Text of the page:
wreck it ralph
there were quite a few fun animated films this year. brave was wonderful and ParaNorman was so freaking cool (they used 3d printers to make the character models!! so awesome). but among all the animated movies this year, wreck it ralph had the best story, the most nostalgic qualities, and the best cameos. not to mention, skrillex did the music. i really liked vanillope and Ralph's relationship, and the hardship ralph had to go through in order to recognize his value. it had a sweet message about self importance and determination. and it made you want to play video games.
Life of Pi
i absolutely love the book. it was well written, sentimental, and heartbreaking. i had high expectations for the film's telling of the same story. fortunately, it was in great hands: ang lee. i got the sense that ang lee also loved the book in the same way i did. it reached him. not to say it reached me in a religious way--it in no way made me belive in a god--but it did turn on a few bright lights around the beauty of religious fantasy and the innocents of belief. so the story was cared for by the director and, therefore, the crew and creators of the figures in the film. Richard parker was beautifully rendered. he was believable, scary and beautiful. i also find it hugely amusing that the tiger is called Richard parker because that's the name of my brother in law also. visually, this film was a dream. it was vivid and real. i cannot wait to watch it on our 3d tv at home. i will probably watch it many times.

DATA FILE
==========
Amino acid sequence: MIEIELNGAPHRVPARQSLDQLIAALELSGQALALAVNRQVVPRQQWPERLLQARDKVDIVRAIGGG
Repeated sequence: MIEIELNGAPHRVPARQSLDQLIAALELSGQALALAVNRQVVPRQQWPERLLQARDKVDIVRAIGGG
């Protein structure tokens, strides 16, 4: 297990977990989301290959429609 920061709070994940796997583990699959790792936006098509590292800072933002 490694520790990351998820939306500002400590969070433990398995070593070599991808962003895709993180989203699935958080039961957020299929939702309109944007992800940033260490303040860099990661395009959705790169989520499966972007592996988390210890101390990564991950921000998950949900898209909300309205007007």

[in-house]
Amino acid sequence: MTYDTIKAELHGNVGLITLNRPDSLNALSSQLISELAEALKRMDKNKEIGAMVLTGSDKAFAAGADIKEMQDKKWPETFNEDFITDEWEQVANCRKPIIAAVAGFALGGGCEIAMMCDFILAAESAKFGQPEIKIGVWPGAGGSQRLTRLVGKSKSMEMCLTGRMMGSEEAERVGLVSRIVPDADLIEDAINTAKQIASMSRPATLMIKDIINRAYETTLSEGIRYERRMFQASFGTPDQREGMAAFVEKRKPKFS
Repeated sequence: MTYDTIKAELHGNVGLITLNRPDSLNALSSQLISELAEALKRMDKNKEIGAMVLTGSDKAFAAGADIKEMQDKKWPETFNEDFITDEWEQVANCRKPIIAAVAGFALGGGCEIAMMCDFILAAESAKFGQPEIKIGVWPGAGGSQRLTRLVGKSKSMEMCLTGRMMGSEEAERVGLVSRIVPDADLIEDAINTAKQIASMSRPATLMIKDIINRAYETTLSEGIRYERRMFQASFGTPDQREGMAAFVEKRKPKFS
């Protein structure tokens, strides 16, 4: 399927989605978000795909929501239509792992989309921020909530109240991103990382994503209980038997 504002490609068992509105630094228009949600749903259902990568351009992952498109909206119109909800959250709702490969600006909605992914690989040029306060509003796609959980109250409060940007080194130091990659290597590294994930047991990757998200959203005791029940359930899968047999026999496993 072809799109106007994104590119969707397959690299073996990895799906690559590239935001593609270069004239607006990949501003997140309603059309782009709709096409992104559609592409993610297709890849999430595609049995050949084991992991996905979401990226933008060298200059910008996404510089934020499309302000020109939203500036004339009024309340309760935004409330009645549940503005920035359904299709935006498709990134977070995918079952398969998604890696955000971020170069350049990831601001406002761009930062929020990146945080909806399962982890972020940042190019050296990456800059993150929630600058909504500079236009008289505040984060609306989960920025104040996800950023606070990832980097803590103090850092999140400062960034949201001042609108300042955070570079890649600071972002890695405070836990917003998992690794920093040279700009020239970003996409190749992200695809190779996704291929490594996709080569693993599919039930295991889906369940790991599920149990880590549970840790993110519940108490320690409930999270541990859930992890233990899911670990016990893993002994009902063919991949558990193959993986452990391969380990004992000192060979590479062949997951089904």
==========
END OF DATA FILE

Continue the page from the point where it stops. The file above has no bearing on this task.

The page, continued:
Can you say "charming"? because that's what this film was for me. chock-a-block with charm. wes Anderson has a great ability to make normal people seem like super heroes and make regular emotions magnificent and brave. i also love the fact that the little girl in the movie got to keep the kitten she acted along side in the movie. overall the story, with all it's good chemistry and quirky bravado left me with a sweet taste of domestic adventure.
one more honorable mention here... I have to give credit to the best cameo of the year. this particular category has a lot of competition if you consider we saw Expendables 2 (loaded with cameos), two marvel universe movies both featuring creator Stan lee, and a couple of Pixar movies. my favorite cameo by far, however, was in Here Comes the Boom. I was not expecting Chael Sonnen, and i was not expecting him to make such brilliant fun of himself in such a brief moment of screen time.